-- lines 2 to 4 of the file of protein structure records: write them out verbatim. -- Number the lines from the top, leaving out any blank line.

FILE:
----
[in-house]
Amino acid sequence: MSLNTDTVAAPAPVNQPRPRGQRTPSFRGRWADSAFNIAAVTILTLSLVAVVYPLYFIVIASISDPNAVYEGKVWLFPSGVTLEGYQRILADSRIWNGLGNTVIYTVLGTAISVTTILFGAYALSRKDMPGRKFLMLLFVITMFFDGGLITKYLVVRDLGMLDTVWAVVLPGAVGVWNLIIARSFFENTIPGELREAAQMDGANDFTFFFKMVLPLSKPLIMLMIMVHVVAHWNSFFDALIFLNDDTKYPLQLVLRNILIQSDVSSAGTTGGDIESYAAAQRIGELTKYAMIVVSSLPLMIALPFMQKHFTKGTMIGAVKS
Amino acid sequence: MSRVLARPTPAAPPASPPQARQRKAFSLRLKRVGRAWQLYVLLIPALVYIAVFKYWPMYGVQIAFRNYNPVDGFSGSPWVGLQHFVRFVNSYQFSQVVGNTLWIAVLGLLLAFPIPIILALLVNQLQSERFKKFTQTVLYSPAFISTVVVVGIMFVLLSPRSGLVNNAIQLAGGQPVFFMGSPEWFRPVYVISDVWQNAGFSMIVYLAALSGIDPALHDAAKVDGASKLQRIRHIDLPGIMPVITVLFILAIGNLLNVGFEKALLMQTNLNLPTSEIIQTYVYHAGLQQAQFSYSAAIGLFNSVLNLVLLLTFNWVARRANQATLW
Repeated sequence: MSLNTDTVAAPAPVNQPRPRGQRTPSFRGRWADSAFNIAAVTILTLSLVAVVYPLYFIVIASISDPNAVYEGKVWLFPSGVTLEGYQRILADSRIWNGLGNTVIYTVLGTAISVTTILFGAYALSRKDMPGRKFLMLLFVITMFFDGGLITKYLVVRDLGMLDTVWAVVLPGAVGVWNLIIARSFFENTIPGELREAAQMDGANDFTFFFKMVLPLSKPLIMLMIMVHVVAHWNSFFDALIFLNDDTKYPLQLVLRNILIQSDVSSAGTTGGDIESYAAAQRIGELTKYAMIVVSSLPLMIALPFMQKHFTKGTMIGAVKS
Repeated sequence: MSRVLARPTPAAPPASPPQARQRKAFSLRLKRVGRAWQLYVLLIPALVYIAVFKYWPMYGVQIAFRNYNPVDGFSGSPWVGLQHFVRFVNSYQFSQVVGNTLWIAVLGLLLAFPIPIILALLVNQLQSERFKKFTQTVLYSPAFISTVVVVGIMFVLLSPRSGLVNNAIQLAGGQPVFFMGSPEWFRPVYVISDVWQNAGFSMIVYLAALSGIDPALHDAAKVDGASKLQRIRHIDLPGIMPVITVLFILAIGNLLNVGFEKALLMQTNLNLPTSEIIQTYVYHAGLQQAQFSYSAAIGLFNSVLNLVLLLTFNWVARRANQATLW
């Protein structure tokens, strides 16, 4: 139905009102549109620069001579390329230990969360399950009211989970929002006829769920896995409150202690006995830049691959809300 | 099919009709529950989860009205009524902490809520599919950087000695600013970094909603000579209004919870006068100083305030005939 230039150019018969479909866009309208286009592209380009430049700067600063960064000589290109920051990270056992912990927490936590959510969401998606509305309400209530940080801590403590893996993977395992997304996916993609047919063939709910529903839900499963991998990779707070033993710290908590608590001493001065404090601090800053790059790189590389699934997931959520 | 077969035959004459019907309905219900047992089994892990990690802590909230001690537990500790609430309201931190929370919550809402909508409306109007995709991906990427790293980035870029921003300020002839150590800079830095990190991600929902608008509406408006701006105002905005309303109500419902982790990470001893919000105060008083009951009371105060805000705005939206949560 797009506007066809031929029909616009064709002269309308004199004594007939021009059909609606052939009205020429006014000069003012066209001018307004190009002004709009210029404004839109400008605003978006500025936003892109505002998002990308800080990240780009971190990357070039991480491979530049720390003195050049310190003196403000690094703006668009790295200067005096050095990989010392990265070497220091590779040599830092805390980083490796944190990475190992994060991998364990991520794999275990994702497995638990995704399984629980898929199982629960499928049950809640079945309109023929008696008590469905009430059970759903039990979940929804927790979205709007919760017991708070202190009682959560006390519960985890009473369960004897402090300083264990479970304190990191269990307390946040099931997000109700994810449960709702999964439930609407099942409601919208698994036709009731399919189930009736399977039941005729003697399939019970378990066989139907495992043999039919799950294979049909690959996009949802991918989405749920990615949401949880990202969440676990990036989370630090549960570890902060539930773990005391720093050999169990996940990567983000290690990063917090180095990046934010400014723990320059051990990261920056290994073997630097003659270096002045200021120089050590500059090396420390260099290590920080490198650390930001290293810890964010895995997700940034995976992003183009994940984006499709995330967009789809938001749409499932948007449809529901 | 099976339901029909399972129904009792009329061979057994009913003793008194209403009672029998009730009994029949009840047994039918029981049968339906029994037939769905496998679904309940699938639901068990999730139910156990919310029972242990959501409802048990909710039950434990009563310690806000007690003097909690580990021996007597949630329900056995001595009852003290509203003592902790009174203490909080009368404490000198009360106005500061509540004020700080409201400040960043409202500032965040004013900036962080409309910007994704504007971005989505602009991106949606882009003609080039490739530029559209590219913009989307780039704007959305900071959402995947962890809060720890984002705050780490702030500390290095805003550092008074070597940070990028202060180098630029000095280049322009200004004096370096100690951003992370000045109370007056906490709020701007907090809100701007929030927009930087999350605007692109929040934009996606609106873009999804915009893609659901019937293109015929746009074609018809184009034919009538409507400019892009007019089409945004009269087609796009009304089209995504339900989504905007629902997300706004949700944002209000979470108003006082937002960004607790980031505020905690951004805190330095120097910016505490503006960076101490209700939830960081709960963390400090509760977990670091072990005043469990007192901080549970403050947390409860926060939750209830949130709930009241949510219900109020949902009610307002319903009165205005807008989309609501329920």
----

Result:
Amino acid sequence: MSLNTDTVAAPAPVNQPRPRGQRTPSFRGRWADSAFNIAAVTILTLSLVAVVYPLYFIVIASISDPNAVYEGKVWLFPSGVTLEGYQRILADSRIWNGLGNTVIYTVLGTAISVTTILFGAYALSRKDMPGRKFLMLLFVITMFFDGGLITKYLVVRDLGMLDTVWAVVLPGAVGVWNLIIARSFFENTIPGELREAAQMDGANDFTFFFKMVLPLSKPLIMLMIMVHVVAHWNSFFDALIFLNDDTKYPLQLVLRNILIQSDVSSAGTTGGDIESYAAAQRIGELTKYAMIVVSSLPLMIALPFMQKHFTKGTMIGAVKS
Amino acid sequence: MSRVLARPTPAAPPASPPQARQRKAFSLRLKRVGRAWQLYVLLIPALVYIAVFKYWPMYGVQIAFRNYNPVDGFSGSPWVGLQHFVRFVNSYQFSQVVGNTLWIAVLGLLLAFPIPIILALLVNQLQSERFKKFTQTVLYSPAFISTVVVVGIMFVLLSPRSGLVNNAIQLAGGQPVFFMGSPEWFRPVYVISDVWQNAGFSMIVYLAALSGIDPALHDAAKVDGASKLQRIRHIDLPGIMPVITVLFILAIGNLLNVGFEKALLMQTNLNLPTSEIIQTYVYHAGLQQAQFSYSAAIGLFNSVLNLVLLLTFNWVARRANQATLW
Repeated sequence: MSLNTDTVAAPAPVNQPRPRGQRTPSFRGRWADSAFNIAAVTILTLSLVAVVYPLYFIVIASISDPNAVYEGKVWLFPSGVTLEGYQRILADSRIWNGLGNTVIYTVLGTAISVTTILFGAYALSRKDMPGRKFLMLLFVITMFFDGGLITKYLVVRDLGMLDTVWAVVLPGAVGVWNLIIARSFFENTIPGELREAAQMDGANDFTFFFKMVLPLSKPLIMLMIMVHVVAHWNSFFDALIFLNDDTKYPLQLVLRNILIQSDVSSAGTTGGDIESYAAAQRIGELTKYAMIVVSSLPLMIALPFMQKHFTKGTMIGAVKS